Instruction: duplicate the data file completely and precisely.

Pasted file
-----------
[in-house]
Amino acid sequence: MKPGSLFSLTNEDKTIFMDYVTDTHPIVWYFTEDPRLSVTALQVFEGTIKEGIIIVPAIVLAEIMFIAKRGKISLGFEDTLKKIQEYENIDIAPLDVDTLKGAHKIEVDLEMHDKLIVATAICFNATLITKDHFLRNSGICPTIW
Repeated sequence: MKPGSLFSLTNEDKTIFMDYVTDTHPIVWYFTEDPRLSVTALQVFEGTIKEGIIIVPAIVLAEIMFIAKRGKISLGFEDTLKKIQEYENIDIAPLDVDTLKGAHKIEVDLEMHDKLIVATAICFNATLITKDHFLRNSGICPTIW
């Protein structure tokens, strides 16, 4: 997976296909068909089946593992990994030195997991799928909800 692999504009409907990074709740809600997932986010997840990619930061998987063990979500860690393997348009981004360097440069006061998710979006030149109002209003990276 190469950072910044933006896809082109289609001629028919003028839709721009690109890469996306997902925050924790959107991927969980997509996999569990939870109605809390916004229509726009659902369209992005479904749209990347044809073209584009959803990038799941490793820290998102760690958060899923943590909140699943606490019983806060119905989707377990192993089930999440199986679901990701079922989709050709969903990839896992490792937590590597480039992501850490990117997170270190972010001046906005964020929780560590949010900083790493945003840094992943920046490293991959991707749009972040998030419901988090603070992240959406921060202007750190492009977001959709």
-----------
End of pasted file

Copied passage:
[in-house]
Amino acid sequence: MKPGSLFSLTNEDKTIFMDYVTDTHPIVWYFTEDPRLSVTALQVFEGTIKEGIIIVPAIVLAEIMFIAKRGKISLGFEDTLKKIQEYENIDIAPLDVDTLKGAHKIEVDLEMHDKLIVATAICFNATLITKDHFLRNSGICPTIW
Repeated sequence: MKPGSLFSLTNEDKTIFMDYVTDTHPIVWYFTEDPRLSVTALQVFEGTIKEGIIIVPAIVLAEIMFIAKRGKISLGFEDTLKKIQEYENIDIAPLDVDTLKGAHKIEVDLEMHDKLIVATAICFNATLITKDHFLRNSGICPTIW
């Protein structure tokens, strides 16, 4: 997976296909068909089946593992990994030195997991799928909800 692999504009409907990074709740809600997932986010997840990619930061998987063990979500860690393997348009981004360097440069006061998710979006030149109002209003990276 190469950072910044933006896809082109289609001629028919003028839709721009690109890469996306997902925050924790959107991927969980997509996999569990939870109605809390916004229509726009659902369209992005479904749209990347044809073209584009959803990038799941490793820290998102760690958060899923943590909140699943606490019983806060119905989707377990192993089930999440199986679901990701079922989709050709969903990839896992490792937590590597480039992501850490990117997170270190972010001046906005964020929780560590949010900083790493945003840094992943920046490293991959991707749009972040998030419901988090603070992240959406921060202007750190492009977001959709």